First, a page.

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The Experience of Failure

Last week I had the opportunity to learn more about. I continued to do a little more investigated into this concept for this week’s post.

We all have heard of marketing failures, such as Pepsi’s advertisement with Kendall Jenner that had to be pulled due to controversy, but what about failures in experiential marketing? Since an experience can’t really be “pulled” off the market, the risks taken when providing experiential marketing is much greater than traditional marketing.

After reading the article, “8 Experiential Marketing Fails to Learn From”, I discovered there were many elements within the realm of experiential marketing that have to be thought of before the marketing actually begins.

Too many experiential marketing campaign neglects to think about restriction whether those restriction be with the location, or health and safety. Event managers and marketers putting on these experiences are overlooking the restrictions that the local, state, or federal government has put form pertaining to everything from sound to lighting to temporary building structures. Since these experiences are events within themselves, permits may have to be gotten in order to properly pursue the event, as well as making sure all restrictions and requirements are met. Along with the consideration of restrictions on location, the managers have to be willing to put forth some time to properly research the correct location for their experience to take place. The wrong location could bring forth repercussions, financially and socially.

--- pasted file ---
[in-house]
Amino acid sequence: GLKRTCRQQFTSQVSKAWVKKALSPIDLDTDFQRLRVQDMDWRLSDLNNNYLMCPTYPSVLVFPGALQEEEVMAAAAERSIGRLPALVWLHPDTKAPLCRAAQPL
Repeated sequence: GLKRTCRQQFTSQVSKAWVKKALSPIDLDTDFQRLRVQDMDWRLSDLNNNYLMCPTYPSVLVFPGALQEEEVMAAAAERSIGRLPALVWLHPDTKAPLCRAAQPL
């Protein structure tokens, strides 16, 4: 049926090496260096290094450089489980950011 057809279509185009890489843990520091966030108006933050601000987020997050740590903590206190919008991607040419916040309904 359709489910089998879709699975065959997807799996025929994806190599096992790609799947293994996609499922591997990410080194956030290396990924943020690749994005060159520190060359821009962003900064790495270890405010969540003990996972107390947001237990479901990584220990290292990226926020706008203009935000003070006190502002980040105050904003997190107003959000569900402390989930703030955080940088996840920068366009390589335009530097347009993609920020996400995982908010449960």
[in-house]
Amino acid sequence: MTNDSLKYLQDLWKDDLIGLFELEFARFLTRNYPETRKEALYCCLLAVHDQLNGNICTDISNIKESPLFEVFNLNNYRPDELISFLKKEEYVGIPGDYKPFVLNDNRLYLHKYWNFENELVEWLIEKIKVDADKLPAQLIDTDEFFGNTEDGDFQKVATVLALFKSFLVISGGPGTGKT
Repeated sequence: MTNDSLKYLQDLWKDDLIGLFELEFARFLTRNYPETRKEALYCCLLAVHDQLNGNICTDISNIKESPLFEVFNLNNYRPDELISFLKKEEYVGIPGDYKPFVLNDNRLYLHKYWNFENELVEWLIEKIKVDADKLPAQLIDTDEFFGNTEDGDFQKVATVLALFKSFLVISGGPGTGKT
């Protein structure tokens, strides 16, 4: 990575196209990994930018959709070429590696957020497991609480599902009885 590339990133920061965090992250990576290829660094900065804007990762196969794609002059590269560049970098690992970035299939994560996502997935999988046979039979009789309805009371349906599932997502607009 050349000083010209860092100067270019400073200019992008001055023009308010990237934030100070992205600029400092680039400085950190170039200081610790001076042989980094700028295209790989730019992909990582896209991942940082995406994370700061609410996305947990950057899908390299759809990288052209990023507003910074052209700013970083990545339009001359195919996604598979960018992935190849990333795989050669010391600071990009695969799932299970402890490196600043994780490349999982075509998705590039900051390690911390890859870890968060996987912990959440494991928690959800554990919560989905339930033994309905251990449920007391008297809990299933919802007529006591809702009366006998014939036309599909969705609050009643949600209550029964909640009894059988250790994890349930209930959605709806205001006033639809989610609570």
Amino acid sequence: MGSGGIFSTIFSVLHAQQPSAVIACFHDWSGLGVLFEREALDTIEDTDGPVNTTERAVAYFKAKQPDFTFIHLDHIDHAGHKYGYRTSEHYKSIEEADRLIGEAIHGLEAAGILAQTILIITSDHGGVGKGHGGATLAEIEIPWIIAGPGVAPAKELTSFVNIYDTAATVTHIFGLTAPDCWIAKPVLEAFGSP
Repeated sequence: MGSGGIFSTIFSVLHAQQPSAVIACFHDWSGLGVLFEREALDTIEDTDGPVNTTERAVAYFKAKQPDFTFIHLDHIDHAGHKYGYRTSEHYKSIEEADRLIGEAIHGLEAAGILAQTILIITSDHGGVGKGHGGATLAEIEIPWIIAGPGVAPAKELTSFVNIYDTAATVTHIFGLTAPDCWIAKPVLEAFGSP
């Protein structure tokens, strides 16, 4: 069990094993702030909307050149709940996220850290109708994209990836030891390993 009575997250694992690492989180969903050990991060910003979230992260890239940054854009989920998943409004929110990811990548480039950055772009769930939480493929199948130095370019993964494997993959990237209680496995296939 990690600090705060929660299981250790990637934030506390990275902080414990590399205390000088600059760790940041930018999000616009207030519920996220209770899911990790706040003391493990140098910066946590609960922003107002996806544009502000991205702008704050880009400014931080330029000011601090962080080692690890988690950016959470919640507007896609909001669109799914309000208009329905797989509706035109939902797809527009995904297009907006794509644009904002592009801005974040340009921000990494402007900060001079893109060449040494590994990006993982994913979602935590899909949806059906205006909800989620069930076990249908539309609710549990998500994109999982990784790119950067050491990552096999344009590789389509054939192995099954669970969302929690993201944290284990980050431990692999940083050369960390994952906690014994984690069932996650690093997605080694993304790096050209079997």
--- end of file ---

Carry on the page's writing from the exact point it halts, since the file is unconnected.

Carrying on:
Location is not the only thing that has restrictions put on it during these events. Health and safety restrictions are also a huge element to consider. Managers will have to do the proper research and planning to ensure all guests and participants are in a safe environment that also does not pose any health risks as well. This element would require the managers to make sure that all chemicals, food and beverage, as well as sanitary needs are properly taken care of during their experience.

A huge element to consider while trying to incorporate experiential marketing is social and cultural issues that may arise due to the event. Referring back to the location, managers will have to research the culture in which the experience is taking place to establish that the culture of the location will not be offended or upset due to this experience; therefore, resulting in bad publicity. Along with culture, managers would have to consider acceptable social restrictions. If the experience is seen as scandalous or against social norms, then the marketing may not be as effective in gaining more customers.

An element that event managers know so well is contingency plans. Contingency plans are essential to

CC’d by Steve Johnson https://flic.kr/p/axWsjz

planning events, as well as experiences. These plans would include doing test runs of equipment to ensure that everything runs smoothly the day of the event. This could save some headaches during the event, since there would hopefully be no hiccups in the use of equipment. Another element of contingency plan would be the consideration of the weather. Weather should always be thought about with all events and experience, since it could make or break an event. Since weather can be unpredictable and is out of human control, contingency plans are our only way to combat this element.

Since experiential marketing campaigns and events are so similar, all of these lessons applied to both. While event managers can learn a great deal from experiential marketing failures, the same could be said for experiential marketers as well. Learning from each other’s mistakes could cause all of our events and experiences to become more successful.

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1 thought on “The Experience of Failure

  1. This is such a generous way to think about failure. While for some of these campaigns, there may be no way to recover, your larger point that we can offer these lessons into the commons to help each other learn what not to do– it’s a great way to think about working in a marketplace that is usually solely focused on competition and proprietary thinking.

    This is a great post, and I hope it is making its way out to the practitioners who might really find it inspiring and clarifying!

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